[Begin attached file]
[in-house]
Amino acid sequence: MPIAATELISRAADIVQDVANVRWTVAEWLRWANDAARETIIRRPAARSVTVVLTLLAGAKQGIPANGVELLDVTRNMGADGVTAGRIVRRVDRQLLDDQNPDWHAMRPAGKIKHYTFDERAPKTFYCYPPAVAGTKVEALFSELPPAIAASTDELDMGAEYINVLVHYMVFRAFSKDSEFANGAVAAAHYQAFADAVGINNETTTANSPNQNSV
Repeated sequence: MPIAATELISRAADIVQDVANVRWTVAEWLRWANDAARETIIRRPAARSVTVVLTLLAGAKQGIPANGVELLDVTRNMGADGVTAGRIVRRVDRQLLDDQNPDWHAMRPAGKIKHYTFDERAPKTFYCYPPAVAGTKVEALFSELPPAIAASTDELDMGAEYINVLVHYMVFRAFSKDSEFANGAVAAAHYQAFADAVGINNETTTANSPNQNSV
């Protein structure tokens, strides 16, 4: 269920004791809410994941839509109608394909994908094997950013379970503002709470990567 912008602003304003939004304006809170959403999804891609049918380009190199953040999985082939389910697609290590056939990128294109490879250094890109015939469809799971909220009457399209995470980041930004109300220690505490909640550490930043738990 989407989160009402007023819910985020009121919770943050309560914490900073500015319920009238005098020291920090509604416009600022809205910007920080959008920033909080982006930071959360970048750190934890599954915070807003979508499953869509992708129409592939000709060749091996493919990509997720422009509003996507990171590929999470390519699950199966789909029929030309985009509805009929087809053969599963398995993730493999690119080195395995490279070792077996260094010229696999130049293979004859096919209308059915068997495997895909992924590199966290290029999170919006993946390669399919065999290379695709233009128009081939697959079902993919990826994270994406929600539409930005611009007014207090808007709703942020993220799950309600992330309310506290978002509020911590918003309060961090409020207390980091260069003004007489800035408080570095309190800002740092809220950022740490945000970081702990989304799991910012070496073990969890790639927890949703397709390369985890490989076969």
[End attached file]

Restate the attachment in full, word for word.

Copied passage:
[in-house]
Amino acid sequence: MPIAATELISRAADIVQDVANVRWTVAEWLRWANDAARETIIRRPAARSVTVVLTLLAGAKQGIPANGVELLDVTRNMGADGVTAGRIVRRVDRQLLDDQNPDWHAMRPAGKIKHYTFDERAPKTFYCYPPAVAGTKVEALFSELPPAIAASTDELDMGAEYINVLVHYMVFRAFSKDSEFANGAVAAAHYQAFADAVGINNETTTANSPNQNSV
Repeated sequence: MPIAATELISRAADIVQDVANVRWTVAEWLRWANDAARETIIRRPAARSVTVVLTLLAGAKQGIPANGVELLDVTRNMGADGVTAGRIVRRVDRQLLDDQNPDWHAMRPAGKIKHYTFDERAPKTFYCYPPAVAGTKVEALFSELPPAIAASTDELDMGAEYINVLVHYMVFRAFSKDSEFANGAVAAAHYQAFADAVGINNETTTANSPNQNSV
């Protein structure tokens, strides 16, 4: 269920004791809410994941839509109608394909994908094997950013379970503002709470990567 912008602003304003939004304006809170959403999804891609049918380009190199953040999985082939389910697609290590056939990128294109490879250094890109015939469809799971909220009457399209995470980041930004109300220690505490909640550490930043738990 989407989160009402007023819910985020009121919770943050309560914490900073500015319920009238005098020291920090509604416009600022809205910007920080959008920033909080982006930071959360970048750190934890599954915070807003979508499953869509992708129409592939000709060749091996493919990509997720422009509003996507990171590929999470390519699950199966789909029929030309985009509805009929087809053969599963398995993730493999690119080195395995490279070792077996260094010229696999130049293979004859096919209308059915068997495997895909992924590199966290290029999170919006993946390669399919065999290379695709233009128009081939697959079902993919990826994270994406929600539409930005611009007014207090808007709703942020993220799950309600992330309310506290978002509020911590918003309060961090409020207390980091260069003004007489800035408080570095309190800002740092809220950022740490945000970081702990989304799991910012070496073990969890790639927890949703397709390369985890490989076969």